DEFINITION of India ETF
India ETFs are designed to track the performance of assets listed on a stock exchange in India. The nation currently maintains about 10 different exchanges with the most popular being the National Stock Exchange of India. The NSE provides access to the most widely traded stocks in India and different indexes like the NIFTY 50. An India ETF may track the performance of a major index, group of sectors or different cap sizes. This provides investors with broad exposure to the burgeoning Indian economy through a diversified asset.
An Introduction To Exchange-Traded Funds (ETFs)
BREAKING DOWN India ETF
India ETFs have become a promising investment as economic growth continues to outpace most countries around the world. India is particularly proficient in knowledge-based work like information technology, finance, and healthcare. Focusing on these sectors may result in greater upside for companies operating in a technical capacity. In particular, experts anticipate the India stock market to experience substantial growth in the technology sector, as the government continues to emphasize mass digitization. In addition, greater adoption of electronic payment platforms, growth of a middle-income group, and more consumer spending promises to drive economic growth and by extension, the stock market. India is already one of the most promising economies after posting high single-digit growth for multiple years. Over the next decade, financials, consumer discretionary and technology sectors are expected to support above average returns.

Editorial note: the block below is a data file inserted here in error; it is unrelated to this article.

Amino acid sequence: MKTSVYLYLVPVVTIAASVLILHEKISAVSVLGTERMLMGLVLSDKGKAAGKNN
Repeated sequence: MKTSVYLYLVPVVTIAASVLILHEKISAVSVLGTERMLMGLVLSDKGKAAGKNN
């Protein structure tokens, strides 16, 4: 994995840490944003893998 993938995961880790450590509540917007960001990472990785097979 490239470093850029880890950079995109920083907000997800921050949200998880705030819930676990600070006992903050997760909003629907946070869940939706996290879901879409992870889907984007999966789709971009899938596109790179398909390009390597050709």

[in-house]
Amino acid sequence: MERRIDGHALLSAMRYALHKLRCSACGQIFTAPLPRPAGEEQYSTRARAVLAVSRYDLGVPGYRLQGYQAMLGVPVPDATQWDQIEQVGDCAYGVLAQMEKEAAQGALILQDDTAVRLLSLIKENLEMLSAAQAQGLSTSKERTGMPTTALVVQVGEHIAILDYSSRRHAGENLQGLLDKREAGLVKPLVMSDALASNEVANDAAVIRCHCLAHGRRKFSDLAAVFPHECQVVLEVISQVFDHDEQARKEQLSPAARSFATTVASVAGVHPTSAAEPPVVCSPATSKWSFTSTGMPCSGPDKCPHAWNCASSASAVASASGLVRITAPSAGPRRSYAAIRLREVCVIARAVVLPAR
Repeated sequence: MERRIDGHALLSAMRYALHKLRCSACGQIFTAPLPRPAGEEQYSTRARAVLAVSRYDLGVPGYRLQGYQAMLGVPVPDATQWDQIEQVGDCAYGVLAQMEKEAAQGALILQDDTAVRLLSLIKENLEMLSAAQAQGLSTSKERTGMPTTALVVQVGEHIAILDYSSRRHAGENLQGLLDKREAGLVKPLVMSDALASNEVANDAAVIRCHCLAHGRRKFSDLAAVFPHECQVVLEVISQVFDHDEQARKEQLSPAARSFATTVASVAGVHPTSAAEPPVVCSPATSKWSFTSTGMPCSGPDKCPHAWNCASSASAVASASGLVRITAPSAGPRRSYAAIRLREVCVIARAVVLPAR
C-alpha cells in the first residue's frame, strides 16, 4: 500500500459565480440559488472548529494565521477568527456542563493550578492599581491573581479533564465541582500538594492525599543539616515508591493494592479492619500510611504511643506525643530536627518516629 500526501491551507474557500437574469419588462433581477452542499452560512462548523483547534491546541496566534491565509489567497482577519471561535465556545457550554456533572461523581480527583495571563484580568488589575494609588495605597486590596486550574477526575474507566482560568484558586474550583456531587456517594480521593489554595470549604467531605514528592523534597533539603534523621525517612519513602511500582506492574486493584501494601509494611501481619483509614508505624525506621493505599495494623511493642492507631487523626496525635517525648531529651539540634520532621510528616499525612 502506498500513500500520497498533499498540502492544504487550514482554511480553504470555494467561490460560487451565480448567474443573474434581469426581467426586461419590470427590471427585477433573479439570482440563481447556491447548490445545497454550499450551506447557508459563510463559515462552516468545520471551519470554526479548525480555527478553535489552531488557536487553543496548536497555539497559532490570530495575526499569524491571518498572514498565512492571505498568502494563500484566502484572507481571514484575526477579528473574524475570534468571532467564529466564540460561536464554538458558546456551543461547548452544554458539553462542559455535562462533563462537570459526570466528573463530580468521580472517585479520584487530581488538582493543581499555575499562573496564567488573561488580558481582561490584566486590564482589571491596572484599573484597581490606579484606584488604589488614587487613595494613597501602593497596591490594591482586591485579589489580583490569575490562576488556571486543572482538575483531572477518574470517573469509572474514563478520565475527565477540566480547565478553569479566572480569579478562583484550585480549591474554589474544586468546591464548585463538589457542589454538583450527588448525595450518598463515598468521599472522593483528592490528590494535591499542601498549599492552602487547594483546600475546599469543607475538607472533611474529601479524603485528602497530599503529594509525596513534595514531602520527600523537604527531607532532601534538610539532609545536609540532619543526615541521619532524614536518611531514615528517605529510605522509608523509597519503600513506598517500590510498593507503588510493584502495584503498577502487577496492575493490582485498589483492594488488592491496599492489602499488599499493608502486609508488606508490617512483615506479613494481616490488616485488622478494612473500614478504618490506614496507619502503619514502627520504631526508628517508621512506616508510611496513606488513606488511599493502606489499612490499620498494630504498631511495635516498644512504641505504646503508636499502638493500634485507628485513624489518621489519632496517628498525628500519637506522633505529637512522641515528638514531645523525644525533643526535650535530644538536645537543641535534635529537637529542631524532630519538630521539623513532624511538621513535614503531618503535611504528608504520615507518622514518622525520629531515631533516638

US investors can gain exposure to India's thriving markets with exchange-traded funds like the iShares MSCI India ETF (INDA) and iShares MSCI India Small-Cap (SMIN), to name a few. These funds often charge higher expense ratios than most domestic funds, but it should be noted administrative costs are higher with international investments due to increased exchange costs and brokerage fees for trading on an international exchange. For example, the iShares MSCI India ETF holds an expense ratio of 0.68% compared to the average fund that charges 0.44%.
Risks of an 'India ETF'
The Indian economy and stock market offer investors significant potential growth, but some serious risks still remain. The government continues to drive demonetization efforts, implement a goods and services tax, and deleverage corporations, each of which could ignite a slowdown. In addition, India faces an uphill battle in transitioning from an emerging market to developed economy. The country must improve the economy, but also public policy, international relations, human rights, and basic infrastructure. Failure to address each segment can result in a withdrawal of foreign investors, slowdown in economic growth and drawdowns in the stock market.